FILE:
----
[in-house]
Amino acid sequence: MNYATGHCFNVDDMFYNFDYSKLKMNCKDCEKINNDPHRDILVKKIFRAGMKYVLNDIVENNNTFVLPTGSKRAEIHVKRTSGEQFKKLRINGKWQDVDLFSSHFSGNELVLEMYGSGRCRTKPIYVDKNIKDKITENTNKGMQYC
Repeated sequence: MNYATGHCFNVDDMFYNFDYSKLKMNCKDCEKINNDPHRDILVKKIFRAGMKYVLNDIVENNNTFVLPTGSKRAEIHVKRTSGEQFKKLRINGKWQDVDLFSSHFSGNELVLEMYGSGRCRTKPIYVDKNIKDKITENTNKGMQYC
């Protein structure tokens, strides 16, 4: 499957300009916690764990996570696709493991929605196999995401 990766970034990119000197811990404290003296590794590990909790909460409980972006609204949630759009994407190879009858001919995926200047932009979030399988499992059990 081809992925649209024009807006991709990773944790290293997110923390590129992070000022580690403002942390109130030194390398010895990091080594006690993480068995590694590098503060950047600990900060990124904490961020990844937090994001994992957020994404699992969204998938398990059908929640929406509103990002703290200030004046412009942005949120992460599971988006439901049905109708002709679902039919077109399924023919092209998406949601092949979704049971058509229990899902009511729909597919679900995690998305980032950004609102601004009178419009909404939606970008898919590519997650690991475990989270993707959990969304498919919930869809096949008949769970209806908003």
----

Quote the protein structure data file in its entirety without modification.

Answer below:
[in-house]
Amino acid sequence: MNYATGHCFNVDDMFYNFDYSKLKMNCKDCEKINNDPHRDILVKKIFRAGMKYVLNDIVENNNTFVLPTGSKRAEIHVKRTSGEQFKKLRINGKWQDVDLFSSHFSGNELVLEMYGSGRCRTKPIYVDKNIKDKITENTNKGMQYC
Repeated sequence: MNYATGHCFNVDDMFYNFDYSKLKMNCKDCEKINNDPHRDILVKKIFRAGMKYVLNDIVENNNTFVLPTGSKRAEIHVKRTSGEQFKKLRINGKWQDVDLFSSHFSGNELVLEMYGSGRCRTKPIYVDKNIKDKITENTNKGMQYC
């Protein structure tokens, strides 16, 4: 499957300009916690764990996570696709493991929605196999995401 990766970034990119000197811990404290003296590794590990909790909460409980972006609204949630759009994407190879009858001919995926200047932009979030399988499992059990 081809992925649209024009807006991709990773944790290293997110923390590129992070000022580690403002942390109130030194390398010895990091080594006690993480068995590694590098503060950047600990900060990124904490961020990844937090994001994992957020994404699992969204998938398990059908929640929406509103990002703290200030004046412009942005949120992460599971988006439901049905109708002709679902039919077109399924023919092209998406949601092949979704049971058509229990899902009511729909597919679900995690998305980032950004609102601004009178419009909404939606970008898919590519997650690991475990989270993707959990969304498919919930869809096949008949769970209806908003």